[gmx-users] error in umbralla sampling step 6
jalemkul at vt.edu
Sun Oct 27 16:41:54 CET 2013
On 10/27/13 11:23 AM, sunyeping wrote:
> Yeping Sun
> Institute of Microbiology, Chinese Academy of Sciences
> 发件人：Justin Lemkul <jalemkul at vt.edu>
> 发送时间：2013年10月27日(星期日) 20:27
> 收件人：gromacs <gmx-users at gromacs.org>
> 主 题：Re: 答复: [gmx-users] error in umbralla sampling step 6
> Please keep the discussion on the list.
> On 10/27/13 5:09 AM, sunyeping wrote:
>> Dear professor Lemkul,
>> For warning 1:
>> I use the npt_umbrella.mdp file you provided in step 6 in the umbralla sampling
>> tutorial. You told us to start by running a brief NPT equilibration in each
>> window using this mdp file. If Parrinello-Rahman pressure coupling should be
>> used, why did you put it in the mdp file?
> I know the tutorial system is robust enough that it won't matter. That is not
> necessarily true for whatever other system you come up with. Be careful when
> extrapolating something that works in a tutorial with something that is
> untested. The general logic is the same (you need to equilibrate for a little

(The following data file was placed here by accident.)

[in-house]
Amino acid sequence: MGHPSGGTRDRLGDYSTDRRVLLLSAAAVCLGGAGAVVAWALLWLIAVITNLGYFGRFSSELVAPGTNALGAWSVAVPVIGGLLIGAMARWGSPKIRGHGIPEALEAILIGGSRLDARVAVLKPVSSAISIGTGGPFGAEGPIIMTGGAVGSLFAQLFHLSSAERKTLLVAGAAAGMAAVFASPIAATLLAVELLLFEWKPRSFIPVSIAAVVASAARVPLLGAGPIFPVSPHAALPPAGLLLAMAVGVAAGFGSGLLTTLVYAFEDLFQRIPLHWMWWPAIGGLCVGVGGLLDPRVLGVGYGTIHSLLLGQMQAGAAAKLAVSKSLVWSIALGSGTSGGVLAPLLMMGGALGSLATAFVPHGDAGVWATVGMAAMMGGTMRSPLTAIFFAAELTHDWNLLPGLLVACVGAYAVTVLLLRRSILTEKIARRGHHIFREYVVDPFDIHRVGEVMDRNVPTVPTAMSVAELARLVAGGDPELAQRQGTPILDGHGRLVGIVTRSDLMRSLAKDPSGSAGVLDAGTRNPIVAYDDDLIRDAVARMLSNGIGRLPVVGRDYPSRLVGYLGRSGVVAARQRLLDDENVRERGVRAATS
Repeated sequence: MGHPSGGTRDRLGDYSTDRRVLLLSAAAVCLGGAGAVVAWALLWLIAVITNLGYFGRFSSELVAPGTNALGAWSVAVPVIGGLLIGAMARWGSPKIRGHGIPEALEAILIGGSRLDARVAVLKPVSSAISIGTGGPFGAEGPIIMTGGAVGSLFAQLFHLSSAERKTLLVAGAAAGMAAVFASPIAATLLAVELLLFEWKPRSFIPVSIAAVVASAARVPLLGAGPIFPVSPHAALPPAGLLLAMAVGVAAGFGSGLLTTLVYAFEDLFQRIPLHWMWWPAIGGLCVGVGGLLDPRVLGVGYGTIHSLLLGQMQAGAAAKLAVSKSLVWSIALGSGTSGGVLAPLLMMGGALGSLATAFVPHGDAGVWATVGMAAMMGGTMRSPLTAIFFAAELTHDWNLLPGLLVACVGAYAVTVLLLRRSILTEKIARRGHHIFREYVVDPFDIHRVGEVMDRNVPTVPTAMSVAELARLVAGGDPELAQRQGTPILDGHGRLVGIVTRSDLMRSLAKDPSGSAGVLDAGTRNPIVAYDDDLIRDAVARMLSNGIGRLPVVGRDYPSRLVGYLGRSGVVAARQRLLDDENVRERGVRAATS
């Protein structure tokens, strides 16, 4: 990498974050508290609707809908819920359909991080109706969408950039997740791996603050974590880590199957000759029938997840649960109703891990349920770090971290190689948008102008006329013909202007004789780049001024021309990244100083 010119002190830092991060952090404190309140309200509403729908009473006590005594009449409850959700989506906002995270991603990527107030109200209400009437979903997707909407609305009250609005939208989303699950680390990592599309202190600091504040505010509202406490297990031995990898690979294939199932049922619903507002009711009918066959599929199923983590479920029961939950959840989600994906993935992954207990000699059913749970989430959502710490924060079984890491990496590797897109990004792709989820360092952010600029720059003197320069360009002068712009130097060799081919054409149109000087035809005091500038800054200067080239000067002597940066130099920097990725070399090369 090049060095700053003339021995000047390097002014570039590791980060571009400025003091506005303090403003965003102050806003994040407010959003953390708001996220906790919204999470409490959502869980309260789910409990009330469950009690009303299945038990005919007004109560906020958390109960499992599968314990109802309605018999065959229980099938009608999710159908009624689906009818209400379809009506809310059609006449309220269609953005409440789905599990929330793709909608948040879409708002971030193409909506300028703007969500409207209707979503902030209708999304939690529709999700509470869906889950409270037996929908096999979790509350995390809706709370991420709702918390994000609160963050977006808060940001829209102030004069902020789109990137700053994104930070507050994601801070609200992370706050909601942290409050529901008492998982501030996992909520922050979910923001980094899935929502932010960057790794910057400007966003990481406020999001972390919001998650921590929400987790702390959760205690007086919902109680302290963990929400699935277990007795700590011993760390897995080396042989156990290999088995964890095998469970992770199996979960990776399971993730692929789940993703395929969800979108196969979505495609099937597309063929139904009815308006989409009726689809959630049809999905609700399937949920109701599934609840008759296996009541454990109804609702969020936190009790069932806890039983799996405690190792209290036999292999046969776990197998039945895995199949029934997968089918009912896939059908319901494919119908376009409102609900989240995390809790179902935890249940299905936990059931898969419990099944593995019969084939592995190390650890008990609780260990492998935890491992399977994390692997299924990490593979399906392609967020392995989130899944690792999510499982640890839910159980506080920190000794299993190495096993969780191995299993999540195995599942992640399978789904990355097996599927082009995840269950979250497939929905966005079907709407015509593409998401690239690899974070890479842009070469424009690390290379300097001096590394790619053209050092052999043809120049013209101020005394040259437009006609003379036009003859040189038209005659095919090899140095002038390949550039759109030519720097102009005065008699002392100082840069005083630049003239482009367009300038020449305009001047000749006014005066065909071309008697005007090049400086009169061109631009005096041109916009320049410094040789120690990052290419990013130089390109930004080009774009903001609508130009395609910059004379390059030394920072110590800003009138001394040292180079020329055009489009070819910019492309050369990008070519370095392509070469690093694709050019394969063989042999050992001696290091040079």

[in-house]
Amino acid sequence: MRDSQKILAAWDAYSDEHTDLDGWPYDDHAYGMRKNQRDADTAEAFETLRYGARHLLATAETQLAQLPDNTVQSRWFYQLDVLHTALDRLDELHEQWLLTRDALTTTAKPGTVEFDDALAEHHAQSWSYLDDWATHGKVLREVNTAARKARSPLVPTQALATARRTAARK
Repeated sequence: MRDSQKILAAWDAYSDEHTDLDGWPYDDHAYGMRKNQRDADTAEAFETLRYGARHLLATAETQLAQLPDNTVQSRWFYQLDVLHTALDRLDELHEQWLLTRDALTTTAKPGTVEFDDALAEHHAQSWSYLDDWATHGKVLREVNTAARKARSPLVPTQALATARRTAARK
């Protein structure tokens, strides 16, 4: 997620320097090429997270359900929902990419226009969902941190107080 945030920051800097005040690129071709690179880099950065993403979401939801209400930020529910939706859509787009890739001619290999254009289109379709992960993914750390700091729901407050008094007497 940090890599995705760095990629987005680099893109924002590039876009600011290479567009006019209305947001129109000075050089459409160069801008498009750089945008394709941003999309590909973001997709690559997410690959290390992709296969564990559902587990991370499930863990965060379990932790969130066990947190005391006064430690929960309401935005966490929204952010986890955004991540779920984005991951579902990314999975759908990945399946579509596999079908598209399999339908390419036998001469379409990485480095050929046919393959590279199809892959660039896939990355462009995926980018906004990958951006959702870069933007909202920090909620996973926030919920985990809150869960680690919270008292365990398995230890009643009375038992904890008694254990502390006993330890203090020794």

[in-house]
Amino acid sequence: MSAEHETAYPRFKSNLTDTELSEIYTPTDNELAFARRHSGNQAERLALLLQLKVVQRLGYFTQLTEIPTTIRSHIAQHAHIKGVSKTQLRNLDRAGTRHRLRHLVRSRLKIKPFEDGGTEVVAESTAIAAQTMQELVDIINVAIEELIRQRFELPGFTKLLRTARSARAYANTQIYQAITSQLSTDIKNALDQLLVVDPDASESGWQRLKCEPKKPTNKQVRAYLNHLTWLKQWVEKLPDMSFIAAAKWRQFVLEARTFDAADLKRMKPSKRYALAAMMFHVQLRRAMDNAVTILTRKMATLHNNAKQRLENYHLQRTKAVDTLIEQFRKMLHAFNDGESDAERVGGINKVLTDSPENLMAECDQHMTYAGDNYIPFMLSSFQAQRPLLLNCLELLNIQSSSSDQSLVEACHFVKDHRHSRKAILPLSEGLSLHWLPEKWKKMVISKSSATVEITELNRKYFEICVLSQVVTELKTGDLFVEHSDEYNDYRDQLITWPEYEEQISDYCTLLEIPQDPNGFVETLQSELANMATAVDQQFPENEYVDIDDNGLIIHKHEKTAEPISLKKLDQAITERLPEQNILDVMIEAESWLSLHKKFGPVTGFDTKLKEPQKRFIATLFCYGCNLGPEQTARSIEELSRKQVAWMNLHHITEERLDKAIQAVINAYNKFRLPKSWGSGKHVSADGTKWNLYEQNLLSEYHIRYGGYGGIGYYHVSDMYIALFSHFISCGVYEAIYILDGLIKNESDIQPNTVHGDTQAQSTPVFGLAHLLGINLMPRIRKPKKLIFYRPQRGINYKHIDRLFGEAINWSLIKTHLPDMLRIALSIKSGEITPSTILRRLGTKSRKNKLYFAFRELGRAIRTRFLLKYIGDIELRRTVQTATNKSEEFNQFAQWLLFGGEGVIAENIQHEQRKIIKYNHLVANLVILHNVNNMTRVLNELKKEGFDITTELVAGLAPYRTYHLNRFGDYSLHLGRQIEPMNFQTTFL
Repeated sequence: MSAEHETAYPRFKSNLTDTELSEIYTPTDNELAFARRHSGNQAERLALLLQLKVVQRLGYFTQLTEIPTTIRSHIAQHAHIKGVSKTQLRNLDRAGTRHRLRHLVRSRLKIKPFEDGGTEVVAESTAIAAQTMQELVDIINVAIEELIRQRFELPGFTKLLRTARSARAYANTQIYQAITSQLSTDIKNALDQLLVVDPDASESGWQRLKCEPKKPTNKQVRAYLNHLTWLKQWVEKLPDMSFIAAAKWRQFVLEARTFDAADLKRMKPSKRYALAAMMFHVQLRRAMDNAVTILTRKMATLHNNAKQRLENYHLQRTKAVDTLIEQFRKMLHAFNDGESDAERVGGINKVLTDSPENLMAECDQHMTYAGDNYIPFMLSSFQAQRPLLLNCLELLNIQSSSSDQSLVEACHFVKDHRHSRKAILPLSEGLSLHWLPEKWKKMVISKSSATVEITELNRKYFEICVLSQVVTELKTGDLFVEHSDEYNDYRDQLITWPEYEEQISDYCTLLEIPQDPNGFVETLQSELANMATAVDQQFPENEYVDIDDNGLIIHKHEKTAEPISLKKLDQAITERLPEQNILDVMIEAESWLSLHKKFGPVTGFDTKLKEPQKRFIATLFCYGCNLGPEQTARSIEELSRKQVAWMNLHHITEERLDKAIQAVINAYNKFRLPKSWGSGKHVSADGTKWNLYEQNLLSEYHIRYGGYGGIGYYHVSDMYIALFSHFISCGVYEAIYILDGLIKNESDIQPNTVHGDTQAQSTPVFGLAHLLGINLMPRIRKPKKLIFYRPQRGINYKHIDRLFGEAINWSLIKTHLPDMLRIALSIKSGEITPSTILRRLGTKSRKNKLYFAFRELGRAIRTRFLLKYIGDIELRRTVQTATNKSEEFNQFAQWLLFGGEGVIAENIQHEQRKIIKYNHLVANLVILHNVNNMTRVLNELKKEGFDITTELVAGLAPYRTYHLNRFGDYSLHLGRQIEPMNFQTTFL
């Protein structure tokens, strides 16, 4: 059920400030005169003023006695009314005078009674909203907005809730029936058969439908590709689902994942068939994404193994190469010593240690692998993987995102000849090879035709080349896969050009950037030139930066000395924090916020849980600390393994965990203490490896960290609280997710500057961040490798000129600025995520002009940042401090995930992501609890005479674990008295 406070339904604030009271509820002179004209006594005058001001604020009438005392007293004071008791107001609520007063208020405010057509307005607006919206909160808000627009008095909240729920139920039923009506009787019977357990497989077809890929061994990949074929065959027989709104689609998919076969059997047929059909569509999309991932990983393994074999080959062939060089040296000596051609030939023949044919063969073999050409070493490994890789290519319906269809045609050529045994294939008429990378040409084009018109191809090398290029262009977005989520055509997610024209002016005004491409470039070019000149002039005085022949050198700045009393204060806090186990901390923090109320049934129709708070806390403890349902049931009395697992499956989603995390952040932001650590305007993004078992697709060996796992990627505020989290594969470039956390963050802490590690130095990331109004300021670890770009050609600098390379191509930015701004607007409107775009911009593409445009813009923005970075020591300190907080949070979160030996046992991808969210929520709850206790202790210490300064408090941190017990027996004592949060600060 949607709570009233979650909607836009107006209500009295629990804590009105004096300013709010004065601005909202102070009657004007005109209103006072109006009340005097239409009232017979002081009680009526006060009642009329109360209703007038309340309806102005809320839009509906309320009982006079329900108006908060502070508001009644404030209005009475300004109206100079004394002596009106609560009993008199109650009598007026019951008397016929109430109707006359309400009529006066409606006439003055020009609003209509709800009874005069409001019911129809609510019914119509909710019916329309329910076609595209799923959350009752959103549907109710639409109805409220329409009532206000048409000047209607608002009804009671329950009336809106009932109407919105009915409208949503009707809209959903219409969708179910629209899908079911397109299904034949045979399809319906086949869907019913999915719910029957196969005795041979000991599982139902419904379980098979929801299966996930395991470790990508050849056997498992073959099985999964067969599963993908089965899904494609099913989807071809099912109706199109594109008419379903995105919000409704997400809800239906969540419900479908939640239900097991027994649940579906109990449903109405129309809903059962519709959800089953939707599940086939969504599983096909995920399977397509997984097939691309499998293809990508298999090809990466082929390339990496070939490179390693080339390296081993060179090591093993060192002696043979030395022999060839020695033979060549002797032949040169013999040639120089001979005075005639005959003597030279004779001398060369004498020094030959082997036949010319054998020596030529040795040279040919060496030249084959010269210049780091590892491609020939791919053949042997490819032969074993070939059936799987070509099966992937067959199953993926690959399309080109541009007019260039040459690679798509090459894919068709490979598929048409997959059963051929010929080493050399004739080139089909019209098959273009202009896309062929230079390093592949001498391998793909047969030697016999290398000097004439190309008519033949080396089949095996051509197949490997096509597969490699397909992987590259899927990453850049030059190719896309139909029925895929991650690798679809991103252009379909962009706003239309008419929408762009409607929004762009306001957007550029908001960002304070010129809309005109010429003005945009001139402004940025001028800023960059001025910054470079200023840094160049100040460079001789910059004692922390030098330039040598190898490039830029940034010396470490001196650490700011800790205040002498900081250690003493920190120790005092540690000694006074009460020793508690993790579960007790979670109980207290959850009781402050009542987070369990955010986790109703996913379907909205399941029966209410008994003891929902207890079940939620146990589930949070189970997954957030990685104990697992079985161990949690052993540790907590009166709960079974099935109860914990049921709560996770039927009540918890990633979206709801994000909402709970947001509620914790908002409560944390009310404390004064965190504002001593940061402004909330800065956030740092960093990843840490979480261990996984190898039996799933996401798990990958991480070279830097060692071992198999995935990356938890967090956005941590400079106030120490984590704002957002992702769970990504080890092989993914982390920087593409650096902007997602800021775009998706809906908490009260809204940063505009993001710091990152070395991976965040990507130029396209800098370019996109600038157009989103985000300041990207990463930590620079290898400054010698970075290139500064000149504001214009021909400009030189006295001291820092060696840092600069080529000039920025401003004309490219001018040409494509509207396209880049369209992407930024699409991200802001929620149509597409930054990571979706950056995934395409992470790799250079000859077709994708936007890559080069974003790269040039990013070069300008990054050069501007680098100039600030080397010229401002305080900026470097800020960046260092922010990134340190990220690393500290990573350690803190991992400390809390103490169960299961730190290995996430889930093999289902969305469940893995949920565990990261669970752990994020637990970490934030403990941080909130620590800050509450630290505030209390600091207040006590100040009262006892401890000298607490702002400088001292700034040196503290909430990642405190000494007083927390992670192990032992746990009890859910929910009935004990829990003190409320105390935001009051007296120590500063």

> while first), but you have to think a bit about the proper settings. There is
> also no guarantee that the length of time I set in the tutorial simulation
> processes (equilibration, SMD, and umbrella sampling) will necessarily be
> sufficient for whatever you're doing.
>> For warning 2:
>> I check the gro files using vmd but I cann't find any molecule broken? How can I
>> find the brroken molecule?
> The only way to find them is to look. I have no special advice for this.
>> I add -pbc whole option to the trjconv as following:
>> trjconv -s pull.tpr -f traj.xtc -o conf.gro -sep -pbc whole
>> then It seems that the problemis solved. Is that a correct wayyou mean to solve the problem?
> Then clearly something was broken across PBC, which means there is no real problem.
> In case that something was broken across PBC, why there is no real problem? Do you mean molecule breaking will not affect the simulation result?
We use the term "broken" very loosely. The molecule is still intact from a
topological standpoint. It is only "broken" in the way that we see it. The
dynamics of a given molecule are the same if the molecule is "intact" in the
"center" of the box (also a misnomer in a periodic system) or "broken" and a
Justin A. Lemkul, Ph.D.
Department of Pharmaceutical Sciences
School of Pharmacy
Health Sciences Facility II, Room 601
University of Maryland, Baltimore
20 Penn St.
Baltimore, MD 21201
jalemkul at outerbanks.umaryland.edu | (410) 706-7441
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